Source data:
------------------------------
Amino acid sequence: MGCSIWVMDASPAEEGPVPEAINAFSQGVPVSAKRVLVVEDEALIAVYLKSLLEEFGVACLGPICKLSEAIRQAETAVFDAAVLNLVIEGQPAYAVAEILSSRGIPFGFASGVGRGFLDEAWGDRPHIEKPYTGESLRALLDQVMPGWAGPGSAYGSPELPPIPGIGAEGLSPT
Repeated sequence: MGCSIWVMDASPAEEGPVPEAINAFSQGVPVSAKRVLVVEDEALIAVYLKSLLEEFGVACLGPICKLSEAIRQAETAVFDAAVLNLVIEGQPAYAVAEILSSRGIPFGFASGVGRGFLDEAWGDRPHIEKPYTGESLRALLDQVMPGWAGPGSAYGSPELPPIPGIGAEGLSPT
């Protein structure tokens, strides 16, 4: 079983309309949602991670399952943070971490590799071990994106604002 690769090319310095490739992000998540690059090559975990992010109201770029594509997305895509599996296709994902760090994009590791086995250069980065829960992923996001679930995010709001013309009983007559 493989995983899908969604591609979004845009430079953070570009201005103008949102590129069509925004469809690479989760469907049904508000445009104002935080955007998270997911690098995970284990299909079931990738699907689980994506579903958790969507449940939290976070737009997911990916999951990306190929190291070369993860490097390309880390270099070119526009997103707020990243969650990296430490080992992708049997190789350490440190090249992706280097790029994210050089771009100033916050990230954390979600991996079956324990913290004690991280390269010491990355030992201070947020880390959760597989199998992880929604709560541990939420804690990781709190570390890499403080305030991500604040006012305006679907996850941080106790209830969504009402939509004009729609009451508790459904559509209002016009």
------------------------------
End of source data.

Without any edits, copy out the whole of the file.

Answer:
Amino acid sequence: MGCSIWVMDASPAEEGPVPEAINAFSQGVPVSAKRVLVVEDEALIAVYLKSLLEEFGVACLGPICKLSEAIRQAETAVFDAAVLNLVIEGQPAYAVAEILSSRGIPFGFASGVGRGFLDEAWGDRPHIEKPYTGESLRALLDQVMPGWAGPGSAYGSPELPPIPGIGAEGLSPT
Repeated sequence: MGCSIWVMDASPAEEGPVPEAINAFSQGVPVSAKRVLVVEDEALIAVYLKSLLEEFGVACLGPICKLSEAIRQAETAVFDAAVLNLVIEGQPAYAVAEILSSRGIPFGFASGVGRGFLDEAWGDRPHIEKPYTGESLRALLDQVMPGWAGPGSAYGSPELPPIPGIGAEGLSPT
């Protein structure tokens, strides 16, 4: 079983309309949602991670399952943070971490590799071990994106604002 690769090319310095490739992000998540690059090559975990992010109201770029594509997305895509599996296709994902760090994009590791086995250069980065829960992923996001679930995010709001013309009983007559 493989995983899908969604591609979004845009430079953070570009201005103008949102590129069509925004469809690479989760469907049904508000445009104002935080955007998270997911690098995970284990299909079931990738699907689980994506579903958790969507449940939290976070737009997911990916999951990306190929190291070369993860490097390309880390270099070119526009997103707020990243969650990296430490080992992708049997190789350490440190090249992706280097790029994210050089771009100033916050990230954390979600991996079956324990913290004690991280390269010491990355030992201070947020880390959760597989199998992880929604709560541990939420804690990781709190570390890499403080305030991500604040006012305006679907996850941080106790209830969504009402939509004009729609009451508790459904559509209002016009």